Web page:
United States District Court, W.D. Michigan, Southern Division
ORDER ADOPTING IN PART AND REJECTING IN PART REPORT
J. QUIST UNITED STATES DISTRICT JUDGE.
February 6, 2018, Magistrate Judge Green issued a Report and
Recommendation (R & R) recommending that the Court grant
Defendants' motion for summary judgment based on
Plaintiff's failure to exhaust administrative remedies in
part and deny it in part. In particular, the magistrate judge
recommended that the Court deny the motion as to
Plaintiff's Eighth Amendment claim against Defendant
Brown and grant the motion as to all other Defendants and
dismiss those claims without prejudice. (ECF No. 48 at
R & R, the magistrate judge noted that Defendants'
evidence, a Step III Grievance Report, showed that Plaintiff
filed three grievances relating to his claims in this case
before he filed the instant case, one on October 21, 2015
(Grievance No. IBC-2015-10-2830-28I), one on November 10,
2015 (Grievance No. IBC-2015-11-3027-12B1), and one on
December 22, 2015 (Grievance No. IBC-2015-12-3450-28C). The
magistrate judge found that the October 21, 2015, grievance
was rejected at Step I because Plaintiff had not attempted to
resolve the issue with staff before he filed the grievance,
and Plaintiff did not appeal that grievance through Step III.
(Id. at PageID.378.) As for the November 10, 2015
grievance, the magistrate judge found that Plaintiff
exhausted it through Step III, and Defendants conceded that
the grievance exhausted Plaintiff's grievance remedies
regarding mental health services up to November 8, 2015,
which included Plaintiff's claims against Defendant
Brown. (Id. at PageID.378-79.). Finally, the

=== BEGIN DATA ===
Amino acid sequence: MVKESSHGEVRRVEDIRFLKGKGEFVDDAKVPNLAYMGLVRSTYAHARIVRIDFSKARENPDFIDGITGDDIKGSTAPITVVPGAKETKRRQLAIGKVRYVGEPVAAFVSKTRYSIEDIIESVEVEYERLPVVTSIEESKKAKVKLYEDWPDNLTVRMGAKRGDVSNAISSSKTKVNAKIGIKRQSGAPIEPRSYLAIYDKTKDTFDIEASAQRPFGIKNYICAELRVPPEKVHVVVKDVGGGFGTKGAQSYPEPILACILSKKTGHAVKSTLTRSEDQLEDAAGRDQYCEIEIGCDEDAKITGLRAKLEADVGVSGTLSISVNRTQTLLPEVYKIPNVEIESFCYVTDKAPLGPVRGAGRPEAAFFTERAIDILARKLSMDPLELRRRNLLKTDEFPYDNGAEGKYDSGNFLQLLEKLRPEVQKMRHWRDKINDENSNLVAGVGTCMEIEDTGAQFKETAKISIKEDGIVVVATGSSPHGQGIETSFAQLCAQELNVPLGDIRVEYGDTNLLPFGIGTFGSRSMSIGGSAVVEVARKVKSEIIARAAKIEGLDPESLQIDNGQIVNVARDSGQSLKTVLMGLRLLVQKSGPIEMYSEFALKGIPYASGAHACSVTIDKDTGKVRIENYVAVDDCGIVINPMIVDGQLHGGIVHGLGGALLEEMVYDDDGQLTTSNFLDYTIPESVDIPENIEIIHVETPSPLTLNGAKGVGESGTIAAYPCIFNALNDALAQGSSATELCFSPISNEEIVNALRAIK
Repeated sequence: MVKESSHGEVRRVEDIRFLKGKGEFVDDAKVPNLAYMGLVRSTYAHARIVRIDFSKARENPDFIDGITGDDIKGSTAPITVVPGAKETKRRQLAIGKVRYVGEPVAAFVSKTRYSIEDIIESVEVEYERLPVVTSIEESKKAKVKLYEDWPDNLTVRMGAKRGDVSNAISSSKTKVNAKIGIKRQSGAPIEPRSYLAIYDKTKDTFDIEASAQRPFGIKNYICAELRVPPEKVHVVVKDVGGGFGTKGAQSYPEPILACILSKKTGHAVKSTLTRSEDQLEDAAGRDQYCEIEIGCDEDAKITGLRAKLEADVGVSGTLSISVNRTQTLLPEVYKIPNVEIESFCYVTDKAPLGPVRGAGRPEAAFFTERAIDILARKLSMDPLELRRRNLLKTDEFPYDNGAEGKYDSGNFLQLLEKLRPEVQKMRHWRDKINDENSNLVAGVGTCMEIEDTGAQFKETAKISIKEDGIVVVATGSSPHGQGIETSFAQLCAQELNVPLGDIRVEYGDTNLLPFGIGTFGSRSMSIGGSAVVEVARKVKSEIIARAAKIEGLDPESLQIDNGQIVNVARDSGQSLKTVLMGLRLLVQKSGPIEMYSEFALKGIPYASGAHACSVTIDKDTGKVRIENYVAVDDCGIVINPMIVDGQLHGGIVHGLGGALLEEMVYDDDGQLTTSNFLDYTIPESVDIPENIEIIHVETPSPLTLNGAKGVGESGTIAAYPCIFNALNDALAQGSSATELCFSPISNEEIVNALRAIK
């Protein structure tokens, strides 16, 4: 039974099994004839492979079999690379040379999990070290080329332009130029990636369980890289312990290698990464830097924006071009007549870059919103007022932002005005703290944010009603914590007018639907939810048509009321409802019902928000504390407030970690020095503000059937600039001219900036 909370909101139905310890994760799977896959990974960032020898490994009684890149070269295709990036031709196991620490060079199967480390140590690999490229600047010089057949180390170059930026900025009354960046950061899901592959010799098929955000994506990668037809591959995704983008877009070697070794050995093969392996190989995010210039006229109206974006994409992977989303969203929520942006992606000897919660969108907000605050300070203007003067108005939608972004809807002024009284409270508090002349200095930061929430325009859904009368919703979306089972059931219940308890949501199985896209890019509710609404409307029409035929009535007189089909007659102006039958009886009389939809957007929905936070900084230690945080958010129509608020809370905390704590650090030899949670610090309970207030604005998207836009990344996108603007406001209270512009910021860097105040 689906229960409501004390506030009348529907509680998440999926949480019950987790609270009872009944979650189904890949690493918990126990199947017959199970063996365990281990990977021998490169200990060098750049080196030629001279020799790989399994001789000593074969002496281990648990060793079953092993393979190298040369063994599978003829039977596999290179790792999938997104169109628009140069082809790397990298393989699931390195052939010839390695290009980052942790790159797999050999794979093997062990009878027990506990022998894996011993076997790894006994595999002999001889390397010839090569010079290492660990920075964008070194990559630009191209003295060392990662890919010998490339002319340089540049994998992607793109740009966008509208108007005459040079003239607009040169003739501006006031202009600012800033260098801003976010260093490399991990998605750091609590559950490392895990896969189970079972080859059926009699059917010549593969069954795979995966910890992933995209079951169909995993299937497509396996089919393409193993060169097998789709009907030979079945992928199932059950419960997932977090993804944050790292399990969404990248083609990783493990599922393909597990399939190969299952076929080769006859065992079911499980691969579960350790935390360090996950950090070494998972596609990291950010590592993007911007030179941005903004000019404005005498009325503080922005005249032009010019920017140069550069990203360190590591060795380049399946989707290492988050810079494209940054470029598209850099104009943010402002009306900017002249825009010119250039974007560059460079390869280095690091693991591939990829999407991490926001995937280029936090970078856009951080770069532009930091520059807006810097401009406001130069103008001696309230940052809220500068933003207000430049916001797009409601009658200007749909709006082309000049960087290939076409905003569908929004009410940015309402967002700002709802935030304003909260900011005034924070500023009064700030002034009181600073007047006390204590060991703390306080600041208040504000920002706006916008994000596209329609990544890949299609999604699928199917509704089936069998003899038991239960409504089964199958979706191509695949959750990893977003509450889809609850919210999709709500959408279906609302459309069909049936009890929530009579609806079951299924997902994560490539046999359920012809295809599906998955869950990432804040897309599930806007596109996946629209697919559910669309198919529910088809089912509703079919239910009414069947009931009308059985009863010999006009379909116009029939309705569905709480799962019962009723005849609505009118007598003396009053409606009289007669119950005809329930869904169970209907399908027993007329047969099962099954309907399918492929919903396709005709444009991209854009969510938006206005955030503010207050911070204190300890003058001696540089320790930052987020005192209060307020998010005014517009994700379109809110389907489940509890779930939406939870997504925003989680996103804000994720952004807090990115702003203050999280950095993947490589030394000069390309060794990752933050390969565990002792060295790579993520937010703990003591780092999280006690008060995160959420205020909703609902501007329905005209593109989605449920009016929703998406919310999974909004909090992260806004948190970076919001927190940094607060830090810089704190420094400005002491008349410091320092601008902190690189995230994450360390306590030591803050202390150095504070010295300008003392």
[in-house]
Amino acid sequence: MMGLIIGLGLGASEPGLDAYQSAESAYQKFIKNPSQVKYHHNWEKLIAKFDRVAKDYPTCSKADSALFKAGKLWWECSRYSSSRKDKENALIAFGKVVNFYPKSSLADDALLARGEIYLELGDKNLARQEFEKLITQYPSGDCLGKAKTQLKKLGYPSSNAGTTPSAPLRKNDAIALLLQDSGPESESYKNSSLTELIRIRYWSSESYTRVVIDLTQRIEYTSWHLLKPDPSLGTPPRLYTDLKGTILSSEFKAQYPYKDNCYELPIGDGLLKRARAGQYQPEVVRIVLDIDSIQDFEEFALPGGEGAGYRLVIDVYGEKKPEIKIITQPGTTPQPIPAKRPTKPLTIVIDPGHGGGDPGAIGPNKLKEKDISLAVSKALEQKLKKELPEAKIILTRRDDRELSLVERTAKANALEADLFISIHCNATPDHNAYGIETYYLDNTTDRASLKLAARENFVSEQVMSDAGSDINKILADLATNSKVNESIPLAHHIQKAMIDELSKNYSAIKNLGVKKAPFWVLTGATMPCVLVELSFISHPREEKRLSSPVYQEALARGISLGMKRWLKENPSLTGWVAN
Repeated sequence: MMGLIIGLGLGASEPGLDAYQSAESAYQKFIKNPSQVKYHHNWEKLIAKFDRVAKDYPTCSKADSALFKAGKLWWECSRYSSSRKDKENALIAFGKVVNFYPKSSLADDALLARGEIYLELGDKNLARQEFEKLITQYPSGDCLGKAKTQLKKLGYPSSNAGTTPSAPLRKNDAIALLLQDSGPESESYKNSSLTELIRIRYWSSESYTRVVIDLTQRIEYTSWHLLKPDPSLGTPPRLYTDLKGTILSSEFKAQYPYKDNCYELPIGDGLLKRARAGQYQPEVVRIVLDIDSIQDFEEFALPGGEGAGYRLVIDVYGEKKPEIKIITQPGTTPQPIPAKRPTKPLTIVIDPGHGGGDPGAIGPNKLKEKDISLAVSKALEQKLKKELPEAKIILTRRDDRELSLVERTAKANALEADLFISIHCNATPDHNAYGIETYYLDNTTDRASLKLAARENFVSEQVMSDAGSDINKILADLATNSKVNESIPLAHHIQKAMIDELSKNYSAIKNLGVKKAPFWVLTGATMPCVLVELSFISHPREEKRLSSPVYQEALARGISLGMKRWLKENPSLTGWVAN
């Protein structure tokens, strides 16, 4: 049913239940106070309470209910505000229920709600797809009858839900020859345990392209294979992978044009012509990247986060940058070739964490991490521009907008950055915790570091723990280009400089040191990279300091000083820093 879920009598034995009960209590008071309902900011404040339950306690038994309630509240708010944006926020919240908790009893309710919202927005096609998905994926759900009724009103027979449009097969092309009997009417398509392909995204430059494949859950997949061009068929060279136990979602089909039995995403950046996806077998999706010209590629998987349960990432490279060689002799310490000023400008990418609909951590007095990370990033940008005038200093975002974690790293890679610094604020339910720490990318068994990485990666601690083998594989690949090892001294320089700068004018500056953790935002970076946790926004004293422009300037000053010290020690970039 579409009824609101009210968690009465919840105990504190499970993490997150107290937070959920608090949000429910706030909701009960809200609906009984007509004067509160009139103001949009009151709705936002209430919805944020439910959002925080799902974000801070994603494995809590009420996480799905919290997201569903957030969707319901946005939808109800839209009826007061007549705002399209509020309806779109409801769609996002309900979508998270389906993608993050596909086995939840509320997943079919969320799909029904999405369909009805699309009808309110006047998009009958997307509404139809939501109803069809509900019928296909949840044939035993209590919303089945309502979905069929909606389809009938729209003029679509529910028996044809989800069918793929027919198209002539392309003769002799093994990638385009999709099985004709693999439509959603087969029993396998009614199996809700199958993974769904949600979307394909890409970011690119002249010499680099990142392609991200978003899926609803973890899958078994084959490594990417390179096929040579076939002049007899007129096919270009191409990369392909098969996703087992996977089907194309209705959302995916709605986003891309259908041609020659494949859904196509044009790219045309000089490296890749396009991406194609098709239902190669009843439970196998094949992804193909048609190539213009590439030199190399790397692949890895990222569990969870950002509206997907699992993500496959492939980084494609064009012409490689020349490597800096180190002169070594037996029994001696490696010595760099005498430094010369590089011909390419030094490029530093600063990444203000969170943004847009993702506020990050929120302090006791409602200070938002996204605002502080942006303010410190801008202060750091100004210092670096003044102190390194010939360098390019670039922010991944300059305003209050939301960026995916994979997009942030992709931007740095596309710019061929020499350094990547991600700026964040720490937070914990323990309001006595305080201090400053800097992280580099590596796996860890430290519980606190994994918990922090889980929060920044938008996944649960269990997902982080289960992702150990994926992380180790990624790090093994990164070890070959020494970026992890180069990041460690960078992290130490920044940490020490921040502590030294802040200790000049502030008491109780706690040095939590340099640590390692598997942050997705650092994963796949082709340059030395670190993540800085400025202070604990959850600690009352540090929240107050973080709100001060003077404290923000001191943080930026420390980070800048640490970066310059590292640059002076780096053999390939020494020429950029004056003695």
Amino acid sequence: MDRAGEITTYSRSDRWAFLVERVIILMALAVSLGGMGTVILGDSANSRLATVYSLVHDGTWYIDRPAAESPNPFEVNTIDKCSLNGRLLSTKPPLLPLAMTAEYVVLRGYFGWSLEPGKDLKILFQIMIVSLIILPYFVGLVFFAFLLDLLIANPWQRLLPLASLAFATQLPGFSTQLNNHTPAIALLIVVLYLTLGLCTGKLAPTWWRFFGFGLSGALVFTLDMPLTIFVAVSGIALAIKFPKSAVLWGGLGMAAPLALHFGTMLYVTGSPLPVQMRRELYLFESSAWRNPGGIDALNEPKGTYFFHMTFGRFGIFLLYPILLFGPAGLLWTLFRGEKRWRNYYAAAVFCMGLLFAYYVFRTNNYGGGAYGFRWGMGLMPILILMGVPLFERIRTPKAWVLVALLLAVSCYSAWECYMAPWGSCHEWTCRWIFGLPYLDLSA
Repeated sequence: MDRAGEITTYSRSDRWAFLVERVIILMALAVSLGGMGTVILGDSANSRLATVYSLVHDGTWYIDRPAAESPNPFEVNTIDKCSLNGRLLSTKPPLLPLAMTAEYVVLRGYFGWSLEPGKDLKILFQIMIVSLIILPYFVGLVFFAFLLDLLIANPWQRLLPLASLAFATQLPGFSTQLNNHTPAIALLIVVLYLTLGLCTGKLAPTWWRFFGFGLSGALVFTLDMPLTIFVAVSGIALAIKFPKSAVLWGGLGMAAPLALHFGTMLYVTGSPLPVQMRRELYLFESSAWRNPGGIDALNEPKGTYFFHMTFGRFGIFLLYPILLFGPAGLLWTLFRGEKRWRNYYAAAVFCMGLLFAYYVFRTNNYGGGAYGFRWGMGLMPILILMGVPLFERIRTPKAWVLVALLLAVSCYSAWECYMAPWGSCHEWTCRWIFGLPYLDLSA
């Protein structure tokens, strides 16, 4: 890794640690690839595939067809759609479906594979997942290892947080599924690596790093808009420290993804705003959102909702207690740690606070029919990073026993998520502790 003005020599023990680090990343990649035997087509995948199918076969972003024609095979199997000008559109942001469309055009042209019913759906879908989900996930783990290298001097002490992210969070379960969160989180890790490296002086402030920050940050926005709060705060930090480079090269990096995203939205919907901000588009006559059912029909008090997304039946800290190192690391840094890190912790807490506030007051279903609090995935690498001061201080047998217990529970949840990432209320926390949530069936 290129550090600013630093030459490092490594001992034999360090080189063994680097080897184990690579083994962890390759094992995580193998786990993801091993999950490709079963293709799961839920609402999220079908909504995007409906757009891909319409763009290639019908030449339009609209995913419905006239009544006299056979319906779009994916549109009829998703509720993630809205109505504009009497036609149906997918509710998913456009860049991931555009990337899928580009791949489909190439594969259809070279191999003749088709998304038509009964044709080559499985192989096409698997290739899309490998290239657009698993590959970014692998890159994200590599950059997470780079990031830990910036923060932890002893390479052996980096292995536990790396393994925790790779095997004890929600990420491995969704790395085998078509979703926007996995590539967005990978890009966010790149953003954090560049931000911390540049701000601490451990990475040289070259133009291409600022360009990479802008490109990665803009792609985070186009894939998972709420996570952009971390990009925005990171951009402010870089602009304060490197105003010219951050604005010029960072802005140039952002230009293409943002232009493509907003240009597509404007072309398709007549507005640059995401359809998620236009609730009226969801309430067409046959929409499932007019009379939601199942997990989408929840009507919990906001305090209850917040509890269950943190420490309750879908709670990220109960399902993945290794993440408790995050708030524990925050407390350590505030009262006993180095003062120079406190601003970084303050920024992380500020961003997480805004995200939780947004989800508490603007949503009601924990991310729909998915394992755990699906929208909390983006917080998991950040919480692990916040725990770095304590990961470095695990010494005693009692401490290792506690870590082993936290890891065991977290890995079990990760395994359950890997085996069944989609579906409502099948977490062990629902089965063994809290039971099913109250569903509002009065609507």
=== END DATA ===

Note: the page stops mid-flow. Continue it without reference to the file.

magistrate judge found that Plaintiff's December 22,
2015, grievance was rejected by the grievance coordinator
because it raised multiple issues, and Plaintiff did not
pursue it through Step III. (Id. at PageID.379.)
has filed an Objection to the R & R, arguing that
Defendants and the magistrate judge failed to address certain
arguments Plaintiff made in his response, including that the
magistrate judge should have concluded that the November 10,
2015, grievance also exhausted Plaintiff's claims against
Defendant Ostrander because, like Defendant Brown, Defendant
Ostrander provided mental health services to Plaintiff prior
to the time Plaintiff filed that grievance. Pursuant to 28
U.S.C. § 636(b), upon receiving objections to a report
and recommendation, the district judge “shall make a de
novo determination of those portions of the report or
specified proposed findings or recommendations to which
objection is made.” After conducting a de novo review
of the R & R, Plaintiff's Objection, and the
pertinent portions of the record, the Court concludes that
the R & R should be adopted in part and rejected in part.
Plaintiff argues that the November 8, 2015, grievance also
exhausted his claims against Defendant Ostrander, whom
Plaintiff knew as “Mr. H., ” because “Mr.
H.” was one of Plaintiff's “psycs”
prior to the date of the grievance. (ECF No. 49 at
PageID.383.) The magistrate judge noted that Defendants
conceded that Plaintiff “‘exhausted his grievance
remedies regarding mental health services up to November 8,
2015, '” (ECF No. 48 at Page ID.380 (quoting
Defs.' Br. at 7, ECF No. 35 at PageID.232)), and
Plaintiff's claim against Defendant Brown is based on
events that occurred before November 8, 2015. The same
appears to be true with regard to Ostrander, or “Mr.
H.” (ECF No. 8 at PageID.42.) Therefore, the Court
concludes that Plaintiff's November 8, 2015, grievance
exhausted his claims against Defendant Ostrander.
Plaintiff argues that he in fact attempted to appeal the
December 22, 2015, grievance through Step III, but he was
prevented from doing so. Plaintiff points out that in his
response to Defendants' motion, he explained that